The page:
Security Business

Security Business

Copyright 2006, Traffic World, Inc.

In watching Homeland Security Secretary Michael Chertoff testify last week about his department''s terrible response to Hurricane Katrina, we heard echoes of a question a freight operator put to us back in 2002. "What business am I in?" he asked. "What is it I do?"

The poor soul wasn''t actually confused about his own business, but he was running into dead ends in the new government transportation security apparatus quickly cobbled together after the September 11 terror attacks. He needed a security stamp of approval, the man said, but different agencies in the security bureaucracy were shunting him around, unable to classify his business.

The new report from the (Republican-dominated) House is a frightening read, and one that raises important concerns for anyone involved in the commerce of logistics and transportation.

DHS is the department, after all, that was handed oversight of supply chain security in the wake of September 11. With that oversight, we''d like to assume, comes the planning for the continuation of commercial operations after catastrophic events - no small concern given the virtual shuttering of an entire industry following the 2001 terror attacks.

Hurricane Katrina showed DHS isn''t ready for much of anything, however. "The failure of initiative cost lives, prolonged suffering and left all Americans justifiably concerned our government is no better prepared to protect its people than it was before 9/11, even if we are," the report said.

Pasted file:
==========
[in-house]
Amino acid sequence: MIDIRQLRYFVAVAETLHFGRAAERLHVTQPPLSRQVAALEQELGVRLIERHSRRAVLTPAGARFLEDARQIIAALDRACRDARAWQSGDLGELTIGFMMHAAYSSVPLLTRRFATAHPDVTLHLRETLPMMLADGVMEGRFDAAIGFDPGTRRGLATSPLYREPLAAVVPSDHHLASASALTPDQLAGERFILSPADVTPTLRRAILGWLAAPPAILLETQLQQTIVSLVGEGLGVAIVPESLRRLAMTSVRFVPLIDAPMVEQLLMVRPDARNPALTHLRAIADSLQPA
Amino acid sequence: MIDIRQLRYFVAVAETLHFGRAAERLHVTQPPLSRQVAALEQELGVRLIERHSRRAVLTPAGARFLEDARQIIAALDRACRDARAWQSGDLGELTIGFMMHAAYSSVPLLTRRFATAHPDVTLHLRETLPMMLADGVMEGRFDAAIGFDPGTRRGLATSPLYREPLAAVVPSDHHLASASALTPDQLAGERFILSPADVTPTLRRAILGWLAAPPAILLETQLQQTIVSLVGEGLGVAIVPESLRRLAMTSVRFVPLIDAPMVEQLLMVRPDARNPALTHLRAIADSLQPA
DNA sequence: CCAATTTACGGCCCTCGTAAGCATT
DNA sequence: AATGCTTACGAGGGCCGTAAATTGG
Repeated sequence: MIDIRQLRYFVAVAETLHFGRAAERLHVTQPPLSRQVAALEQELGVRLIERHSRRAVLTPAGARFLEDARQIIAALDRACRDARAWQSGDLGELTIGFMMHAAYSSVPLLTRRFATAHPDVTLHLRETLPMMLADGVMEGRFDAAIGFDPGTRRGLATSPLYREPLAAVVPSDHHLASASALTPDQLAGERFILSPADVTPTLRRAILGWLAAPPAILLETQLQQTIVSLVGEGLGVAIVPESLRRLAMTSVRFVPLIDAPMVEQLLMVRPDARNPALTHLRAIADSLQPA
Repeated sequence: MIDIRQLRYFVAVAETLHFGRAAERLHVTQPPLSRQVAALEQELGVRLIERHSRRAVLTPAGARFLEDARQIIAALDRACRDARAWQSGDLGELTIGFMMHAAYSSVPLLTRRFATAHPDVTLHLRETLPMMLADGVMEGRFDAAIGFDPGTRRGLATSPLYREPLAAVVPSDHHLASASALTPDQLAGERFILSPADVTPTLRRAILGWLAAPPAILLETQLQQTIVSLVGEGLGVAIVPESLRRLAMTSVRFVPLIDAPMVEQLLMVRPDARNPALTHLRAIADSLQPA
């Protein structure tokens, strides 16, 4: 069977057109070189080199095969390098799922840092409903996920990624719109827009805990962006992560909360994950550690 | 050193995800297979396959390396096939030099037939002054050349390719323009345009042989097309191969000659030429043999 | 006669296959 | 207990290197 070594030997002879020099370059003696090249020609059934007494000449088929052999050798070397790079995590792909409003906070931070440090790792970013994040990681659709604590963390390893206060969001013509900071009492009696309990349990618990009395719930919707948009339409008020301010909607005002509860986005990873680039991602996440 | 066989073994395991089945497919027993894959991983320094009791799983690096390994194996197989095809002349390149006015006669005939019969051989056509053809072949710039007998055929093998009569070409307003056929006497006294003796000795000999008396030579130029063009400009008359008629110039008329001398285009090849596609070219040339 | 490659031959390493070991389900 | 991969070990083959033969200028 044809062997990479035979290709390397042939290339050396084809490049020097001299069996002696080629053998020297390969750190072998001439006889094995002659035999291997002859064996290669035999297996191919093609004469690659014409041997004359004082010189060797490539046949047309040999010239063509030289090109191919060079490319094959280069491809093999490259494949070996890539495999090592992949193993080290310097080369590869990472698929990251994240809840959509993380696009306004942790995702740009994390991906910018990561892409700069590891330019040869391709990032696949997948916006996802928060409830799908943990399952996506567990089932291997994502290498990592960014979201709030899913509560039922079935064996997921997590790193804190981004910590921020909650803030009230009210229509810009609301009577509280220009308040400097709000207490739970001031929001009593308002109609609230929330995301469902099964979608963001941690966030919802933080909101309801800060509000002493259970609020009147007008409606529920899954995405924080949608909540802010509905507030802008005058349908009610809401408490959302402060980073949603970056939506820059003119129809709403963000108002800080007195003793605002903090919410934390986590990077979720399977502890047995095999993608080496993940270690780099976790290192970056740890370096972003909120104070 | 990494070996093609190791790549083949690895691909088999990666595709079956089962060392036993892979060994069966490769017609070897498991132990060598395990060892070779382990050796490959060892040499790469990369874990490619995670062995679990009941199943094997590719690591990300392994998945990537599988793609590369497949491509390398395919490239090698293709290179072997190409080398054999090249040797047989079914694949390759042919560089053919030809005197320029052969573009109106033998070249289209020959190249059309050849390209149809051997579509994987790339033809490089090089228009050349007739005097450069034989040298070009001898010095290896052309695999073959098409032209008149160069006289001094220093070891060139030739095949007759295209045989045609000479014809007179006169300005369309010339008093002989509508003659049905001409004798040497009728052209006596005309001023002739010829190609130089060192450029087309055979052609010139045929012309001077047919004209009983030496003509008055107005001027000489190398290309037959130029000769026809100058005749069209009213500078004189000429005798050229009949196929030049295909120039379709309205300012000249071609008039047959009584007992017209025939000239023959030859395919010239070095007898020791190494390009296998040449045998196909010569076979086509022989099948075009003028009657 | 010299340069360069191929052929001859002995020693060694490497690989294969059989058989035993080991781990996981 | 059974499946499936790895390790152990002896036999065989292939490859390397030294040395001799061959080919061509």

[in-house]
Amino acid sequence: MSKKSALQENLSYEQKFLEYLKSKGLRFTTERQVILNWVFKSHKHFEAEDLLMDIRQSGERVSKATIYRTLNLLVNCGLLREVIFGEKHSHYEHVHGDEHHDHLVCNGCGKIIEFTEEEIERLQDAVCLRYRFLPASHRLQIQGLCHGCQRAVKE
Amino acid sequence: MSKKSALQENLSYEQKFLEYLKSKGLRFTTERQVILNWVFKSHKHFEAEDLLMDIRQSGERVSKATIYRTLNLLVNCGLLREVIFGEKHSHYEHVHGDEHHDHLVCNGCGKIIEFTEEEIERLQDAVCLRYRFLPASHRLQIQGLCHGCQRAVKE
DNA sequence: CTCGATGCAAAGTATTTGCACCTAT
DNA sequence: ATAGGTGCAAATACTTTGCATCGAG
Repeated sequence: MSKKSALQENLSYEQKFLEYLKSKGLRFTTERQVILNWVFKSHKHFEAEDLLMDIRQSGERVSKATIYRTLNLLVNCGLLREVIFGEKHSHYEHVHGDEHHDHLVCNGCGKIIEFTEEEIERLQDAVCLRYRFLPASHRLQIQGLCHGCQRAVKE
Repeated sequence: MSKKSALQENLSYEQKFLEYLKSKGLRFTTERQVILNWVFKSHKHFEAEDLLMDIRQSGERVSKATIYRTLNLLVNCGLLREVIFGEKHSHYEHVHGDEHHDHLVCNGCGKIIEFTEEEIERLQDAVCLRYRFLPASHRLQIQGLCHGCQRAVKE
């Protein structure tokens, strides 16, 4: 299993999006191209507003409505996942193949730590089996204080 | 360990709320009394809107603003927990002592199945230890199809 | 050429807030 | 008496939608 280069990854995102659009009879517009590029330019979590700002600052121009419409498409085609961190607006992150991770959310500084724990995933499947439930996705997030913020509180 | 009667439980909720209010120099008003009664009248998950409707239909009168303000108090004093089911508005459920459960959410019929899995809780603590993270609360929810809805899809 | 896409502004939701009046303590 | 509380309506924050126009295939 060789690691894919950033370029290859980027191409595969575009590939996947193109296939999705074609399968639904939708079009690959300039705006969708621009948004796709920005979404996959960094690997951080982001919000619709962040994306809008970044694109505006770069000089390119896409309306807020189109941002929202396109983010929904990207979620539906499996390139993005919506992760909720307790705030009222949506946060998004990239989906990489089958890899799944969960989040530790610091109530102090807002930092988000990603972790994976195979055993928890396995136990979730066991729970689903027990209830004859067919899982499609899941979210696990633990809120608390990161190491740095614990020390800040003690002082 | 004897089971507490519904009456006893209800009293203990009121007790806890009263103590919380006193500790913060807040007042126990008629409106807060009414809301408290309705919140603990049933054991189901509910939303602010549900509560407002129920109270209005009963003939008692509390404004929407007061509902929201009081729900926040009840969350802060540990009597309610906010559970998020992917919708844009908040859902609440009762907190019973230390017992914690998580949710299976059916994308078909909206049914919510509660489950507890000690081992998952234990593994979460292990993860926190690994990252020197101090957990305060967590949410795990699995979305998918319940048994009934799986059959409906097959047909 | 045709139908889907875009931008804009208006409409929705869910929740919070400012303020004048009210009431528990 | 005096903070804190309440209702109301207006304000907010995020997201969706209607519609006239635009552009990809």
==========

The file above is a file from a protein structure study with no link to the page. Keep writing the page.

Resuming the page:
The report doesn''t even get into the missteps on freight security at a department that has been sitting on an air cargo plan well past its due date and has barely spoken on railroad security.

Private industry, as so many of our readers told us, is another matter. Companies across modes were ready and acted quickly before and after Katrina, evacuating workers and then rushing in relief, setting up communications systems and repairing delivery networks.

These are the kinds of activities the government would have to take on in case of another large-scale terror attack. Yet the hurricane blew away any suggestion that the government has created workable common communications systems or even patched together a plan that it can act on.

Chertoff''s dispiriting response was to issue broad bromides bulked up by numbers. "We estimate that Katrina''s destruction resulted in a staggering 118 million cubic yards of debris - more than double the amount produced by the four hurricanes that struck Florida in 2004 and six times the amount of debris created by Hurricane Andrew," he told Congress. The Coast Guard, he said, "rescued 33,000 people, which is six times the number it rescued in all of 2004. FEMA coordinated the rescue of more than 6,500 people."

The numbers were supported by PowerPoint slides with colored bars showing "Lives Saved" in Katrina against those in other hurricanes and another showed those cubic yards of debris, showing Katrina debris alongside previous hurricanes.

What business is DHS in, you might ask? It puts together charts.